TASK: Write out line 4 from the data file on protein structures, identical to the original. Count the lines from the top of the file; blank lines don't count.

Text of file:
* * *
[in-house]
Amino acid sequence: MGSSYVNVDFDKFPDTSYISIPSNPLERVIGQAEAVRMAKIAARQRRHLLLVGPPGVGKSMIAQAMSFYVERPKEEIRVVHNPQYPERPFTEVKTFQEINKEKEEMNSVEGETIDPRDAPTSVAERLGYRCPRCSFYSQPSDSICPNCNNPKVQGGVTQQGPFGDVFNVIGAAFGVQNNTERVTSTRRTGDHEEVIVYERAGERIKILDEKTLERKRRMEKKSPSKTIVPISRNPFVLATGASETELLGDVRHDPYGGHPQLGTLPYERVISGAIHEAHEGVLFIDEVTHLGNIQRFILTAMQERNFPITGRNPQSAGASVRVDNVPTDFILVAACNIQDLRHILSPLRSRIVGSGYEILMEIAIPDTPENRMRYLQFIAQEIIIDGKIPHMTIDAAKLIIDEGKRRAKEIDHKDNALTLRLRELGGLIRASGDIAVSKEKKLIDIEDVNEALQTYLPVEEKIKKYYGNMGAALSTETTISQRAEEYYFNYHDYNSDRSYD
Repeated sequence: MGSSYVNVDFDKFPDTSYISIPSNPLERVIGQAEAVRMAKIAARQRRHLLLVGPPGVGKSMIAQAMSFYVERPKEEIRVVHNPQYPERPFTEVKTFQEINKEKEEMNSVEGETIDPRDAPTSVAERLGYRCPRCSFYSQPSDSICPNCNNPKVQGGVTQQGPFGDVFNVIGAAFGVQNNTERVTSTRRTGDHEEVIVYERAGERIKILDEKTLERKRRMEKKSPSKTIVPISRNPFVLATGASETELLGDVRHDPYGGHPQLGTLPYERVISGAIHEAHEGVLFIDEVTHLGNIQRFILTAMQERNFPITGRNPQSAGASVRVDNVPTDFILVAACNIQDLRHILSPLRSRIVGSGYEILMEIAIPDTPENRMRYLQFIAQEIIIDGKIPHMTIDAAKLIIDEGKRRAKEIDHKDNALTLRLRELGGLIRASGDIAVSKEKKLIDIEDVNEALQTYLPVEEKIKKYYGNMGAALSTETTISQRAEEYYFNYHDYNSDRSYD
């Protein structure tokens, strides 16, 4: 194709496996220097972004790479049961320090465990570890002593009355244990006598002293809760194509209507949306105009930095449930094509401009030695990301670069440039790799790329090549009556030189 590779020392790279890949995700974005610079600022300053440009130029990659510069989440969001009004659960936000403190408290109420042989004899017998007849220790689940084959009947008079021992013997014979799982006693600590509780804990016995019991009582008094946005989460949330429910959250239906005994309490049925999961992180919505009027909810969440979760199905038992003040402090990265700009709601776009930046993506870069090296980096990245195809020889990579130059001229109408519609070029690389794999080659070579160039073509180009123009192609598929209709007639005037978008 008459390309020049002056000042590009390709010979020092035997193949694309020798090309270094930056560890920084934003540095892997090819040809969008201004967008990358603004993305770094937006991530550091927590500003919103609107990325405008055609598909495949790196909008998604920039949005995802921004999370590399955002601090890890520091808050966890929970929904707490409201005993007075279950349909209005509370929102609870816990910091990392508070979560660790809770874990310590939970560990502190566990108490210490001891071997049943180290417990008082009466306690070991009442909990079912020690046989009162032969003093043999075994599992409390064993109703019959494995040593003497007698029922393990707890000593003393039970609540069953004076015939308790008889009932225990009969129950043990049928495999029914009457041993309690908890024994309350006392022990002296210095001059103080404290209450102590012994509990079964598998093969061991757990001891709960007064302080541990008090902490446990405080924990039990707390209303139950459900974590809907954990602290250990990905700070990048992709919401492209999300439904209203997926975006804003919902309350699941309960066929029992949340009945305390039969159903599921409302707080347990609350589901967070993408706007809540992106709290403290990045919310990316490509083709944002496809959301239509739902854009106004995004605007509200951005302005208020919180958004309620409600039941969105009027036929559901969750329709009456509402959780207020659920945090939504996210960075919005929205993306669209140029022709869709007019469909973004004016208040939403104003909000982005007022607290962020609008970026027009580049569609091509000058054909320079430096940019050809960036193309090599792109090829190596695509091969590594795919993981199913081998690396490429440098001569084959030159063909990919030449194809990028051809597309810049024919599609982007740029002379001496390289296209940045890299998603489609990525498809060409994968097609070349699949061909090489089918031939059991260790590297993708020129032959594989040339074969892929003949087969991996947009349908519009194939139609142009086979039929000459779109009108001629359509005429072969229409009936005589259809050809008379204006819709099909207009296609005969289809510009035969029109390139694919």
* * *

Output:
């Protein structure tokens, strides 16, 4: 194709496996220097972004790479049961320090465990570890002593009355244990006598002293809760194509209507949306105009930095449930094509401009030695990301670069440039790799790329090549009556030189 590779020392790279890949995700974005610079600022300053440009130029990659510069989440969001009004659960936000403190408290109420042989004899017998007849220790689940084959009947008079021992013997014979799982006693600590509780804990016995019991009582008094946005989460949330429910959250239906005994309490049925999961992180919505009027909810969440979760199905038992003040402090990265700009709601776009930046993506870069090296980096990245195809020889990579130059001229109408519609070029690389794999080659070579160039073509180009123009192609598929209709007639005037978008 008459390309020049002056000042590009390709010979020092035997193949694309020798090309270094930056560890920084934003540095892997090819040809969008201004967008990358603004993305770094937006991530550091927590500003919103609107990325405008055609598909495949790196909008998604920039949005995802921004999370590399955002601090890890520091808050966890929970929904707490409201005993007075279950349909209005509370929102609870816990910091990392508070979560660790809770874990310590939970560990502190566990108490210490001891071997049943180290417990008082009466306690070991009442909990079912020690046989009162032969003093043999075994599992409390064993109703019959494995040593003497007698029922393990707890000593003393039970609540069953004076015939308790008889009932225990009969129950043990049928495999029914009457041993309690908890024994309350006392022990002296210095001059103080404290209450102590012994509990079964598998093969061991757990001891709960007064302080541990008090902490446990405080924990039990707390209303139950459900974590809907954990602290250990990905700070990048992709919401492209999300439904209203997926975006804003919902309350699941309960066929029992949340009945305390039969159903599921409302707080347990609350589901967070993408706007809540992106709290403290990045919310990316490509083709944002496809959301239509739902854009106004995004605007509200951005302005208020919180958004309620409600039941969105009027036929559901969750329709009456509402959780207020659920945090939504996210960075919005929205993306669209140029022709869709007019469909973004004016208040939403104003909000982005007022607290962020609008970026027009580049569609091509000058054909320079430096940019050809960036193309090599792109090829190596695509091969590594795919993981199913081998690396490429440098001569084959030159063909990919030449194809990028051809597309810049024919599609982007740029002379001496390289296209940045890299998603489609990525498809060409994968097609070349699949061909090489089918031939059991260790590297993708020129032959594989040339074969892929003949087969991996947009349908519009194939139609142009086979039929000459779109009108001629359509005429072969229409009936005589259809050809008379204006819709099909207009296609005969289809510009035969029109390139694919």